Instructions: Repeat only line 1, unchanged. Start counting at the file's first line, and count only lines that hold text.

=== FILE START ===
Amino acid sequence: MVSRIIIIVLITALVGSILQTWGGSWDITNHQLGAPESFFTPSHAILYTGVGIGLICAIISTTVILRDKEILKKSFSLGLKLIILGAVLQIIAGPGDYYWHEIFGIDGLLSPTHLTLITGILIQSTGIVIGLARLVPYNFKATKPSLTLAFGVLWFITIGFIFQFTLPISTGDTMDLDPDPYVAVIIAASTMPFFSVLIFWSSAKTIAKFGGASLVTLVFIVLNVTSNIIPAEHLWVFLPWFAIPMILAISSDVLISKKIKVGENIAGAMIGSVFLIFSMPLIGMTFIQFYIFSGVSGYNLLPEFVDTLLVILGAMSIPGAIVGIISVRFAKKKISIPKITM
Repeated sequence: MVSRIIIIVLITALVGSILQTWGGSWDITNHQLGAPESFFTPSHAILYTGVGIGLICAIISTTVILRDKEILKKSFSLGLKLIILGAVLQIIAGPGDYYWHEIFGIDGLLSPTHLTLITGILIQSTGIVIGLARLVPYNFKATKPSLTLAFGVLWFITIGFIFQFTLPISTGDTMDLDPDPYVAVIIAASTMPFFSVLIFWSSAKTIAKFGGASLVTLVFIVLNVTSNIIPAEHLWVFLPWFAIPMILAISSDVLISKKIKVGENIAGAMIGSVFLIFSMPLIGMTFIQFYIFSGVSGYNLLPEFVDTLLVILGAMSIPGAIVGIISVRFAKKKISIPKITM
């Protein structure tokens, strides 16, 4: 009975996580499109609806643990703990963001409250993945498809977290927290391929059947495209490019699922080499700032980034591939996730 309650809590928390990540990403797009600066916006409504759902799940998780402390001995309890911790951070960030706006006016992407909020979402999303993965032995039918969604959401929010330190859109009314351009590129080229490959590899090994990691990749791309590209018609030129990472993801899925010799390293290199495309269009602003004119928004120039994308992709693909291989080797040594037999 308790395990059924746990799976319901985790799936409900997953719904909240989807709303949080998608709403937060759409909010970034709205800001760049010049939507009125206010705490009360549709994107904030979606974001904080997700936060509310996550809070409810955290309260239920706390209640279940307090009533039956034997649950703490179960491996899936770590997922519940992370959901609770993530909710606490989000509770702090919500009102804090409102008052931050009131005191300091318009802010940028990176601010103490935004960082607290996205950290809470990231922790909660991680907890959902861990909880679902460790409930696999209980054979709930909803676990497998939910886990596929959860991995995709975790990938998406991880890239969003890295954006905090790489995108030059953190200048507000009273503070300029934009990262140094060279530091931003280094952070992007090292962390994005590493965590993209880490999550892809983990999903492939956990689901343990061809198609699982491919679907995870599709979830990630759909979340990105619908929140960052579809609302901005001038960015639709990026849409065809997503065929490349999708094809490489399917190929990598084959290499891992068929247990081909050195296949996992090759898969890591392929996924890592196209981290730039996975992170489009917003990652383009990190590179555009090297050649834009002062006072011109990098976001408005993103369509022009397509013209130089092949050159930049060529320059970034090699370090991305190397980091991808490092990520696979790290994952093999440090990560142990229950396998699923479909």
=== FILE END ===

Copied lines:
Amino acid sequence: MVSRIIIIVLITALVGSILQTWGGSWDITNHQLGAPESFFTPSHAILYTGVGIGLICAIISTTVILRDKEILKKSFSLGLKLIILGAVLQIIAGPGDYYWHEIFGIDGLLSPTHLTLITGILIQSTGIVIGLARLVPYNFKATKPSLTLAFGVLWFITIGFIFQFTLPISTGDTMDLDPDPYVAVIIAASTMPFFSVLIFWSSAKTIAKFGGASLVTLVFIVLNVTSNIIPAEHLWVFLPWFAIPMILAISSDVLISKKIKVGENIAGAMIGSVFLIFSMPLIGMTFIQFYIFSGVSGYNLLPEFVDTLLVILGAMSIPGAIVGIISVRFAKKKISIPKITM